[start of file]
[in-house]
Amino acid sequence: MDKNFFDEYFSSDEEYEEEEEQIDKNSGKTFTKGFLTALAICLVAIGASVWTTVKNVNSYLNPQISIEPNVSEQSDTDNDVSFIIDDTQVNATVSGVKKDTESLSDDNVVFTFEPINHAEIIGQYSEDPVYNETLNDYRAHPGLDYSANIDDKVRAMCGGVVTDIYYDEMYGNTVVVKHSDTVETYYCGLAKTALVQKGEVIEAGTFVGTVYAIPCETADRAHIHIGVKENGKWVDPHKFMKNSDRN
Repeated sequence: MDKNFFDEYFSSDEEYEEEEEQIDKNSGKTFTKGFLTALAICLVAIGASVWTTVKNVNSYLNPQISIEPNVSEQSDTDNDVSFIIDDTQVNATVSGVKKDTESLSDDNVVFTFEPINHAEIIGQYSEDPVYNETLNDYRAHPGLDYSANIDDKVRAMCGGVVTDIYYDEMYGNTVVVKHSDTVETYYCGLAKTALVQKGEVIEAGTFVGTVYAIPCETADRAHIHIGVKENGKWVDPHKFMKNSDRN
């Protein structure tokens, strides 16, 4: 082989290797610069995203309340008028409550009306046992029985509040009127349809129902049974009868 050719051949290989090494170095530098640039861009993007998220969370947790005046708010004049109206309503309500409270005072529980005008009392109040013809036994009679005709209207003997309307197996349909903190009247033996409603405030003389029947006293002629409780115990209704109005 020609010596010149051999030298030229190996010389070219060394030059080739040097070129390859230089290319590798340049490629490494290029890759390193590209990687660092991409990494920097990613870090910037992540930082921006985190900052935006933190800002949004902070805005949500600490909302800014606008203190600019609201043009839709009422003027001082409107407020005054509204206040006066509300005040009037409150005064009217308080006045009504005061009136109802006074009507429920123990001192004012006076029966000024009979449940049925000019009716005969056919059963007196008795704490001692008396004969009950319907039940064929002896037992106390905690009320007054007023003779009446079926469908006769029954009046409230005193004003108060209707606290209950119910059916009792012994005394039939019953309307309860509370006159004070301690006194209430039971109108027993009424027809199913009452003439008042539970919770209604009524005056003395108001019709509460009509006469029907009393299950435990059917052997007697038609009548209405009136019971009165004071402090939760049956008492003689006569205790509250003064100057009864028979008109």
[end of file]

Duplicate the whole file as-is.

[in-house]
Amino acid sequence: MDKNFFDEYFSSDEEYEEEEEQIDKNSGKTFTKGFLTALAICLVAIGASVWTTVKNVNSYLNPQISIEPNVSEQSDTDNDVSFIIDDTQVNATVSGVKKDTESLSDDNVVFTFEPINHAEIIGQYSEDPVYNETLNDYRAHPGLDYSANIDDKVRAMCGGVVTDIYYDEMYGNTVVVKHSDTVETYYCGLAKTALVQKGEVIEAGTFVGTVYAIPCETADRAHIHIGVKENGKWVDPHKFMKNSDRN
Repeated sequence: MDKNFFDEYFSSDEEYEEEEEQIDKNSGKTFTKGFLTALAICLVAIGASVWTTVKNVNSYLNPQISIEPNVSEQSDTDNDVSFIIDDTQVNATVSGVKKDTESLSDDNVVFTFEPINHAEIIGQYSEDPVYNETLNDYRAHPGLDYSANIDDKVRAMCGGVVTDIYYDEMYGNTVVVKHSDTVETYYCGLAKTALVQKGEVIEAGTFVGTVYAIPCETADRAHIHIGVKENGKWVDPHKFMKNSDRN
């Protein structure tokens, strides 16, 4: 082989290797610069995203309340008028409550009306046992029985509040009127349809129902049974009868 050719051949290989090494170095530098640039861009993007998220969370947790005046708010004049109206309503309500409270005072529980005008009392109040013809036994009679005709209207003997309307197996349909903190009247033996409603405030003389029947006293002629409780115990209704109005 020609010596010149051999030298030229190996010389070219060394030059080739040097070129390859230089290319590798340049490629490494290029890759390193590209990687660092991409990494920097990613870090910037992540930082921006985190900052935006933190800002949004902070805005949500600490909302800014606008203190600019609201043009839709009422003027001082409107407020005054509204206040006066509300005040009037409150005064009217308080006045009504005061009136109802006074009507429920123990001192004012006076029966000024009979449940049925000019009716005969056919059963007196008795704490001692008396004969009950319907039940064929002896037992106390905690009320007054007023003779009446079926469908006769029954009046409230005193004003108060209707606290209950119910059916009792012994005394039939019953309307309860509370006159004070301690006194209430039971109108027993009424027809199913009452003439008042539970919770209604009524005056003395108001019709509460009509006469029907009393299950435990059917052997007697038609009548209405009136019971009165004071402090939760049956008492003689006569205790509250003064100057009864028979008109």